The Black Madonna, Rocamadour, France.

The Black Madonna, Rocamadour, France.

Amadour lived the life of a hermit in a cave at Rocamadour and placed the wooden image in there. Today the cave in the Alzou gorge houses a church that is dedicated to the hermit saint and contains his relics which were placed here by Benedictine monks in 1166, after they had found his body to be still incorrupt. St. Amadour’s feast-day was placed on the 1st May, and he or another saint called Amadour is venerated at Lucca in Italy where is kept the so-called ‘Holy Face’ – the famous cloth belonging to St. Veronica. Amadour according to legend, visited Rome at the time of St Peter’s martyrdom there and also, perhaps, Constantinople. He died about 70 AD. Today the wooden image of the Black Madonna with the Christ child seated on her knee is safely housed in The Chapelle Miraculeuse inside The Church of Notre Dame on the hilltop above the cave-church, which has been a place of veneration and pilgrimage since the middle-ages and remains so today. There is also a chapel dedicated to St. Michael the Archangel and what is said to be a miraculous bell.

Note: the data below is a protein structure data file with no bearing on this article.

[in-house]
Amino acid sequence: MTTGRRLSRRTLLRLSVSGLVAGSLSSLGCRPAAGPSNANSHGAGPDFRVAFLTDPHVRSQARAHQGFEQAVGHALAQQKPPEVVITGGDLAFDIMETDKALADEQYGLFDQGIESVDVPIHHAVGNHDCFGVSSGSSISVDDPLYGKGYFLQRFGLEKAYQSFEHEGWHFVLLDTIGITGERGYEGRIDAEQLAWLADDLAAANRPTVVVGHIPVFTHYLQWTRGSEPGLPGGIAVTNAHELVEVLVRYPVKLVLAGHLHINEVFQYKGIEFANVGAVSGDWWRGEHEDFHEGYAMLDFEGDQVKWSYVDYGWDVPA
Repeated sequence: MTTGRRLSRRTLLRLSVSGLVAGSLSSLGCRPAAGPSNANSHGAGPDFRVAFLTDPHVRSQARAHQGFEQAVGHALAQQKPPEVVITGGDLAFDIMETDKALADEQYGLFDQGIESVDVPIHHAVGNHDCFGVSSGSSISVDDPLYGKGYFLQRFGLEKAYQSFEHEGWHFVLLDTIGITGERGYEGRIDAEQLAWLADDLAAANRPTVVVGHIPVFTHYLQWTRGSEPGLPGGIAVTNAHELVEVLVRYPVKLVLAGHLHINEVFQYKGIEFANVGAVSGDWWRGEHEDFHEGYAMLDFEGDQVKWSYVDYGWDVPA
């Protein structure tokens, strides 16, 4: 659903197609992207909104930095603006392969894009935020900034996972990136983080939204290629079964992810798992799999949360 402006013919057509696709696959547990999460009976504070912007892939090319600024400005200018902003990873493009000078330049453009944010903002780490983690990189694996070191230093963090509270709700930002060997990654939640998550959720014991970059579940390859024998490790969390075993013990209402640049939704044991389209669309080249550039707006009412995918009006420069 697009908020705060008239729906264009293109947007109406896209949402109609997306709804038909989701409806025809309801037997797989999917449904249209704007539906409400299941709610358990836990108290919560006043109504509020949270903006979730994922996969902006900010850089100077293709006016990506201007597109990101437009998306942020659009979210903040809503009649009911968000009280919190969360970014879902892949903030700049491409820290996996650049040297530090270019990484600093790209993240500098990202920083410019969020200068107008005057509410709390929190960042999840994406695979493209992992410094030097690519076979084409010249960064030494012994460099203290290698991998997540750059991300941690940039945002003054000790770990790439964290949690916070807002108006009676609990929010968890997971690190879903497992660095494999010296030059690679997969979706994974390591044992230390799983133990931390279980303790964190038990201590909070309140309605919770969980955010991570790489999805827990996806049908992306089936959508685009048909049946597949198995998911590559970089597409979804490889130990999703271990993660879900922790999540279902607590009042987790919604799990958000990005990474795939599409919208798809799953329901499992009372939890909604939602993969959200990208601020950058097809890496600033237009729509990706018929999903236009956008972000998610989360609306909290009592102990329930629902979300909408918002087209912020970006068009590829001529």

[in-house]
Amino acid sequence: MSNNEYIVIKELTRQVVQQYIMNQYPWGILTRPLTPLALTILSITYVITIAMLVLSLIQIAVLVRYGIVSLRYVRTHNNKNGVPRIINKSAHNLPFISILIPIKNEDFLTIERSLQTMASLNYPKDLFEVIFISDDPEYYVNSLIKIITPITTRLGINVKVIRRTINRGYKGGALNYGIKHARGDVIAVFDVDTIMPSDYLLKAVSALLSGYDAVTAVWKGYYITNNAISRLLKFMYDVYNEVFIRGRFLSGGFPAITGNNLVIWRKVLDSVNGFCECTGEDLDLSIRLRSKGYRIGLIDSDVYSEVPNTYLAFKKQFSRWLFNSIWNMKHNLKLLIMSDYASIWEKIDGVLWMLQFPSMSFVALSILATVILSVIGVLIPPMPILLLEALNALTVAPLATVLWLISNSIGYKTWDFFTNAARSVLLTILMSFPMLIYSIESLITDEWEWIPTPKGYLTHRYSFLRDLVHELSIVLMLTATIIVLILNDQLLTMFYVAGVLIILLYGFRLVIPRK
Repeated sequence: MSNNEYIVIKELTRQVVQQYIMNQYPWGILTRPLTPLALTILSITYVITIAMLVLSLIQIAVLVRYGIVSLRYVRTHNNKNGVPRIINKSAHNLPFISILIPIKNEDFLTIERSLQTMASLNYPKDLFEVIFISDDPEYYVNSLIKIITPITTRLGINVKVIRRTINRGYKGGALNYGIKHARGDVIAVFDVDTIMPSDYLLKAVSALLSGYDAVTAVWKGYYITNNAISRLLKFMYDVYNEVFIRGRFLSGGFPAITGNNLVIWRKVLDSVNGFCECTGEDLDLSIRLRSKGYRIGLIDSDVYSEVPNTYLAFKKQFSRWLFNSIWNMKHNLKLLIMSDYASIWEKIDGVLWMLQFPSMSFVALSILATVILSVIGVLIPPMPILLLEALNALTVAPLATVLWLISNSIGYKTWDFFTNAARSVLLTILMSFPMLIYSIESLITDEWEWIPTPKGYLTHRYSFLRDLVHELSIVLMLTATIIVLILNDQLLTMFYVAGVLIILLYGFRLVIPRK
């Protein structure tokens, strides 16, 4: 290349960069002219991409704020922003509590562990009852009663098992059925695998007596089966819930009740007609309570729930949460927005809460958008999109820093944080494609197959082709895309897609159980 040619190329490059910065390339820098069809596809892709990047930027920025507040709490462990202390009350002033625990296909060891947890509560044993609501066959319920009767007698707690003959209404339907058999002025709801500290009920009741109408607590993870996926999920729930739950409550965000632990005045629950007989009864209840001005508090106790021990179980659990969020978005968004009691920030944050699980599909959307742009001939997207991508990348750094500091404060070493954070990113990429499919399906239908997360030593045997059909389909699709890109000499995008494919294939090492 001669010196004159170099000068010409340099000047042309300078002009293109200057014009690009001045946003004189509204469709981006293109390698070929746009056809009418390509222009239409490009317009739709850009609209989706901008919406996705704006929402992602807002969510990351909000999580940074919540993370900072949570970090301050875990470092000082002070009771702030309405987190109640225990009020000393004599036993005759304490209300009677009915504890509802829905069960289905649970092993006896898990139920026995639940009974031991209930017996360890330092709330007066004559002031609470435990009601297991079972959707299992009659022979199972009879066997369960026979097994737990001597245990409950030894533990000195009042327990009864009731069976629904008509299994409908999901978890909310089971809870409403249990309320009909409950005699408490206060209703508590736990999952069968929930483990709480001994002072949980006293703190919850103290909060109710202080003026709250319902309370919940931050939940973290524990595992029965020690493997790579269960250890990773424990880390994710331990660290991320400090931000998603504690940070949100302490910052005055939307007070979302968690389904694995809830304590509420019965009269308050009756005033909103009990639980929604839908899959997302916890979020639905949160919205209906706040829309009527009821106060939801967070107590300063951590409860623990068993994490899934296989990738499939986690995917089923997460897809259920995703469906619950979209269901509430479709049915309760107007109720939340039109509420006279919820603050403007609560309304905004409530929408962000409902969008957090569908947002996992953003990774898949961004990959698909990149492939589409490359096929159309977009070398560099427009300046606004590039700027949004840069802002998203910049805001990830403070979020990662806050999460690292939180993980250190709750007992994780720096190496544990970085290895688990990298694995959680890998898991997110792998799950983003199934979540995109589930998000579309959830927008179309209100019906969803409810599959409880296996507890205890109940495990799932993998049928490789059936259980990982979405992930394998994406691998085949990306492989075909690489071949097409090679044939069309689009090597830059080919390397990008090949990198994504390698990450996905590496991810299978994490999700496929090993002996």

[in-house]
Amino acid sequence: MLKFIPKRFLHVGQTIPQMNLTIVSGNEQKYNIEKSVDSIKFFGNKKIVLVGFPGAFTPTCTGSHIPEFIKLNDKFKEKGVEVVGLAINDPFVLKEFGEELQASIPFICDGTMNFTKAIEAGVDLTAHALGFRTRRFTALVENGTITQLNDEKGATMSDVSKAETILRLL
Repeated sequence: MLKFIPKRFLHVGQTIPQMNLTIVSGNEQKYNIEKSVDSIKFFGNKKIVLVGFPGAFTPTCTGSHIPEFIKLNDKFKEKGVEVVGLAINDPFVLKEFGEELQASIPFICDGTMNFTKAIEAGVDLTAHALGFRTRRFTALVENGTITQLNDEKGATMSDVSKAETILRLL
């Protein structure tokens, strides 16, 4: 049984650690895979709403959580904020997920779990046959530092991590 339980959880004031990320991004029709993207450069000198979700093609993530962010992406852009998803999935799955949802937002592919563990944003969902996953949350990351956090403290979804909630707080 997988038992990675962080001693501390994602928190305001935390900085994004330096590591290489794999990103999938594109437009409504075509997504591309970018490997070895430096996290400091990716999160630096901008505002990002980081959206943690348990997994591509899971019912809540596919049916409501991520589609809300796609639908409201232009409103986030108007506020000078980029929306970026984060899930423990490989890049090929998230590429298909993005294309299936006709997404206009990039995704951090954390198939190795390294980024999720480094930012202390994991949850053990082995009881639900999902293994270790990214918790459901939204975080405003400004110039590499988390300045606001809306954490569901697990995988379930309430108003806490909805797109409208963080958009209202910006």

Also in the this Pyrenean town near the Church of Notre Dame is the 11th-13th century Basilica of St. Sauveur (Saviour), another place of pilgrimage down the centuries and, to which many kings, princes, saints and noblemen have payed homage. St. Bernard and St. Dominic are said to have come on pilgrimage here, as did Emperor Charlemagne. Many of these rich pilgrims have left inscriptions upon the walls and arranged for wall paintings to be initiated as a sign of their benevolence to the Blessed Virgin Mary and Christ the Saviour.


The Shrine of Rocamadour – [The Black Madonna copyright image].